Most drug-related deaths caused by ‘polysubstance’ use, EU report finds

Synthetic opioids continue to worry European medicines agencies. New report says “polydrug use” poses new health risks. However, data on cannabis since legalization in Germany remains scarce.

The main takeaway from the 2024 European Drug Report: Drug users in Europe are increasingly using drugs at the same time – a practice known as “polydrug use” or “polysubstance”. And synthetic opioids remain a major concern for drug and addiction monitoring agencies.

These trends may or may not be intentional, as powerful synthetic opioids are often mis-sold or mixed with medications and other drugs, and cannabis products are adulterated with synthetic cannabinoids – so users do not don’t always know what they’re taking.

Polydrug use is the consumption of two or more psychoactive substances, licit or illicit, simultaneously or sequentially. It is possible to sell substances containing one or more drugs other than that expected by the buyer, either mixed with the substance he intended to purchase, or even as a replacement for it. (Source: Understanding the drugs situation in Europe in 2024 – key developments/European Drugs Report 2024)
“Multiple drug use can increase the risk of overdose,” indicates the report published by the European Monitoring Center for Drugs and Drug Addiction (EMCDDA) on June 11, 2024. “The majority of fatal overdoses involve the use of more than one drug . substance (…) cannabis was the drug most frequently reported in cases of toxicity linked to polydrug use.

Heroin remains the most commonly used illicit opioid in Europe. Cocaine use is second only to cannabis.

Synthetic opioids play a smaller role in Europe than in North America, the report said, but their use is also increasing in Europe. And they are “often very potent and carry a significant risk of poisoning and death.”

Six of the seven new synthetic opioids first reported to the EU Early Warning System (EWS) in 2023 were nitazenes.

EU drug reports lack data on synthetic opioids

By its own admission, and despite its 177 pages, the report lacked data in a number of key areas essential for assessing public health effects and measures to reduce drug addiction rates and overdoses.

Take nitazenes, for example: the report said that in 2023, nitazenes were associated with a “sharp increase” in deaths in Estonia and Latvia and localized poisoning outbreaks in France and Ireland.

But nitazenes and similar substances are not always detected in routine post-mortem toxicology tests in some countries, “so associated deaths may be underestimated.”

This means that the EMCDDA is simply not getting the data it needs, particularly when EU states are not checking for new and evolving medicines on the market.

“As patterns of drug use become increasingly complex, it also becomes increasingly necessary to improve our understanding of the impact of changes in patterns of polydrug use on mortality,” the report states. .

Another key area lacking data was the impact of cannabis legalization. This contrasts with two facts stated by high-level speakers at an EMCDDA briefing:

Ylva Johanssen, European Commissioner for Home Affairs, said: “After cannabis, cocaine is the second most consumed drug in the EU. »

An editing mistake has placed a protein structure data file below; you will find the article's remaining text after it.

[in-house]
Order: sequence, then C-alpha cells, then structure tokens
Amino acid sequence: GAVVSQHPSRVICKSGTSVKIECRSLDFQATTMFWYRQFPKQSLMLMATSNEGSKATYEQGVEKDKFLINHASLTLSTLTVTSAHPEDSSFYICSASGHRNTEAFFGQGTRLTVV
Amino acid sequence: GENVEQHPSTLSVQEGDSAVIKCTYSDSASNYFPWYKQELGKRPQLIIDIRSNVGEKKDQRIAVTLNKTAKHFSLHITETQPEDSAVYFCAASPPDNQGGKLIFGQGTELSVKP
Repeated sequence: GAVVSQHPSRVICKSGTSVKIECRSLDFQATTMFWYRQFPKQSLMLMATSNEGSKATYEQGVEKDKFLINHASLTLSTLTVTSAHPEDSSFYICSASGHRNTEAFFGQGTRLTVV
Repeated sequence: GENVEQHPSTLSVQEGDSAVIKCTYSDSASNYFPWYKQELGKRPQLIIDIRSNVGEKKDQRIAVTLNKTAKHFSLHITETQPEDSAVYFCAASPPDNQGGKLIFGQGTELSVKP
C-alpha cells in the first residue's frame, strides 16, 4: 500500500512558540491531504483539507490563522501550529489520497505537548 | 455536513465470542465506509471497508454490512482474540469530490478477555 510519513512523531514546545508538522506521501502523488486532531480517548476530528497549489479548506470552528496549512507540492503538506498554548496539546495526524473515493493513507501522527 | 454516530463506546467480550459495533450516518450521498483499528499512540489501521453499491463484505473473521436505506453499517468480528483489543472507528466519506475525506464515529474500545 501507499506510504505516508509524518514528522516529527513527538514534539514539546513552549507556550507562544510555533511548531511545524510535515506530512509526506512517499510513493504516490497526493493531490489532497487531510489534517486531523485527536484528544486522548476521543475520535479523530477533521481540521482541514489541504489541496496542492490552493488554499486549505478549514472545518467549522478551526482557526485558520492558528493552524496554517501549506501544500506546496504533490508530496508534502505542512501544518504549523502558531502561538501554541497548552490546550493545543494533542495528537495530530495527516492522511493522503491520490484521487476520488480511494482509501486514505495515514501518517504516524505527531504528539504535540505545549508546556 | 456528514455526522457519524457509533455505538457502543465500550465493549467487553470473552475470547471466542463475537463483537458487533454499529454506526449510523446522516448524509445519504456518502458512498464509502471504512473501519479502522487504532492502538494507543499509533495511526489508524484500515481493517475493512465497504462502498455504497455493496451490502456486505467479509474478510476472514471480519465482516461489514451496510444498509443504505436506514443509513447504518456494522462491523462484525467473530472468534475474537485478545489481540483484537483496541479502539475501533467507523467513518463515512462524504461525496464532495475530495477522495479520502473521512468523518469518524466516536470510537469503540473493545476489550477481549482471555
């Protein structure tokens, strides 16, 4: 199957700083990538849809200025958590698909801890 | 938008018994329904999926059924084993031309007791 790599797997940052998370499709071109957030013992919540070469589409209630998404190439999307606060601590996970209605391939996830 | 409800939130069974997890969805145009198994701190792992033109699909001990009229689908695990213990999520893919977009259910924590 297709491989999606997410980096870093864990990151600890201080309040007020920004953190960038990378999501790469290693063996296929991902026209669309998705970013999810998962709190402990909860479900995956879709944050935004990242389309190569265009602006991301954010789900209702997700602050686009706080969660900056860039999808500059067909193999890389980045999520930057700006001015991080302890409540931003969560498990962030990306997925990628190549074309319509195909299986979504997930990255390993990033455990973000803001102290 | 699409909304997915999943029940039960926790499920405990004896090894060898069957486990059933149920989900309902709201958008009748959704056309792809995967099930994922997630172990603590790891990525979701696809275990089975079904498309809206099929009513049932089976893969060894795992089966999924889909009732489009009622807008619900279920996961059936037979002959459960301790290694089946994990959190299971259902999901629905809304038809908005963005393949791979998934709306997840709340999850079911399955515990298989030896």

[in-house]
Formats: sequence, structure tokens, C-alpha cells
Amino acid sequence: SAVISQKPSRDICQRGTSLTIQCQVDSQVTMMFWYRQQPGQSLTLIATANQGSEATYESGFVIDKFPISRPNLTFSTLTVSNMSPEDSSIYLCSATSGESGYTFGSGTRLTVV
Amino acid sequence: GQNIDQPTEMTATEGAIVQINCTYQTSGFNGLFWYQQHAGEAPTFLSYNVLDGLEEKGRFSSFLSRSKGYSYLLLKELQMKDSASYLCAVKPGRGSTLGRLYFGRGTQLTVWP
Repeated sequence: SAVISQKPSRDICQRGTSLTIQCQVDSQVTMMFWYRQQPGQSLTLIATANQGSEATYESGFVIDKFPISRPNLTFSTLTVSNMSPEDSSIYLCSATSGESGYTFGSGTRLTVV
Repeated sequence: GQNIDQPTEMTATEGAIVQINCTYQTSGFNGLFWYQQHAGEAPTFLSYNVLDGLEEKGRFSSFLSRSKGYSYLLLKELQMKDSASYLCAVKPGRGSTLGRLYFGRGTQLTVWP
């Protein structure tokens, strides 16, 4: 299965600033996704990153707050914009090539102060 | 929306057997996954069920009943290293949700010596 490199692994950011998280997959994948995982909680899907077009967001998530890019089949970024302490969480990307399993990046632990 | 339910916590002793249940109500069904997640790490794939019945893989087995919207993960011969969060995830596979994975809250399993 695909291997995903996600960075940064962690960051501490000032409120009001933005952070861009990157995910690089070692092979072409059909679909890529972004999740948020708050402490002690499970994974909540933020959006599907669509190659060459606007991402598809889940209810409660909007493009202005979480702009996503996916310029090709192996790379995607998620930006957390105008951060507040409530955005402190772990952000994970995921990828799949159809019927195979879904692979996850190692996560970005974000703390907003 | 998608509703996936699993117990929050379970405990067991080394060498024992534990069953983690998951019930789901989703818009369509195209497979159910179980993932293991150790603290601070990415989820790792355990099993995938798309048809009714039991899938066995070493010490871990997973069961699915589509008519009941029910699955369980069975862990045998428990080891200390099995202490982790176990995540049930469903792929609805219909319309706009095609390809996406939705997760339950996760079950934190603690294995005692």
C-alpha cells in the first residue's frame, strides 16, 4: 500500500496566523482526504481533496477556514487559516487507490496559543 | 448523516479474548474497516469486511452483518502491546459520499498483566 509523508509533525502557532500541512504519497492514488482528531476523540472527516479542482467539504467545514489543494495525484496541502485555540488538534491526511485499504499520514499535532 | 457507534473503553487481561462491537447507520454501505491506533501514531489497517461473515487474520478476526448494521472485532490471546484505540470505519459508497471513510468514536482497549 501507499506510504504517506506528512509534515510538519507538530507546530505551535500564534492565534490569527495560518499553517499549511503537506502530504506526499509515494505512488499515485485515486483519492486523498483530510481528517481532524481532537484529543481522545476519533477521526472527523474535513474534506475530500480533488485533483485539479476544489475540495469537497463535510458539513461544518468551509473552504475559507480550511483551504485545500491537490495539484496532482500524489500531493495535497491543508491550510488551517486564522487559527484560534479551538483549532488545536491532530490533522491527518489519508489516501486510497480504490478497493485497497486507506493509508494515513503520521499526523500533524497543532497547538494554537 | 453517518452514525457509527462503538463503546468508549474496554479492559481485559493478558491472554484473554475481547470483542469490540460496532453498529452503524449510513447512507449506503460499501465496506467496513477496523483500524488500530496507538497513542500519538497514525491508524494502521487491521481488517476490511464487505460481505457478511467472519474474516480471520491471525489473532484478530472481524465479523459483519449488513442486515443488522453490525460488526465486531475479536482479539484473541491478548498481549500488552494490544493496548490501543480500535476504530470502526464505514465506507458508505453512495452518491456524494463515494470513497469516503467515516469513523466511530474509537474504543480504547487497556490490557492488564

Alexis Goosdeel, director of the EMCDDA, said the concentration of THC, the psychoactive element in cannabis resin, had “doubled over the past ten years” and continues to rise, according to the written report. The average THC was 22.8% in 2022.

The report suggests that “any policy developments in this area”, i.e. the legalization or tolerance of cannabis, for example, “should be accompanied by an assessment of the impact of any changes introduced. This type of assessment will depend on the existence of good baseline data; highlighting once again the need to improve our monitoring of current patterns of consumption of Europe’s most commonly consumed illicit drug.

The EMCDDA’s “national focal point” in Germany is the “Deutsche Beobachtungsstelle für Drogen und Drogensucht” (DBDD), or the German Drug and Drug Addiction Monitoring Office.

DBDD director Eva Hoch told DW that the problem of missing baseline data – an agreed “starting point” from which to assess any changes or developments – could affect Germany’s ability to assess the impact of the legalization of cannabis in April 2024.

“German researchers said a year ago that scientific evaluation should start before legalization, because we need baseline data,” Hoch said.

Cannabis use had been increasing for a decade before legalization, Hoch said, and that needed to be taken into account to properly track the impact of legalization.

“The picture is cracked in Germany,” Hoch said. “There are many anecdotes on the Internet and on social networks, but we do not have systematic data. It is not clear how the law was adopted in the country’s 16 Länder (…). There is no systematic data on the immediate impact of the new law. We cannot say whether cannabis use has increased in the two months since legalization, whether demand has increased, or whether there have been more road accidents since legalization in April.

These factors are just the beginning. Studies in the United States and Canada have shown, Hoch said, that there are more than 100 factors that can help gauge the effect of cannabis legalization. The German government had planned to assess the impact of cannabis legalization, she said, but that process has not yet started, and it is unclear when it will begin.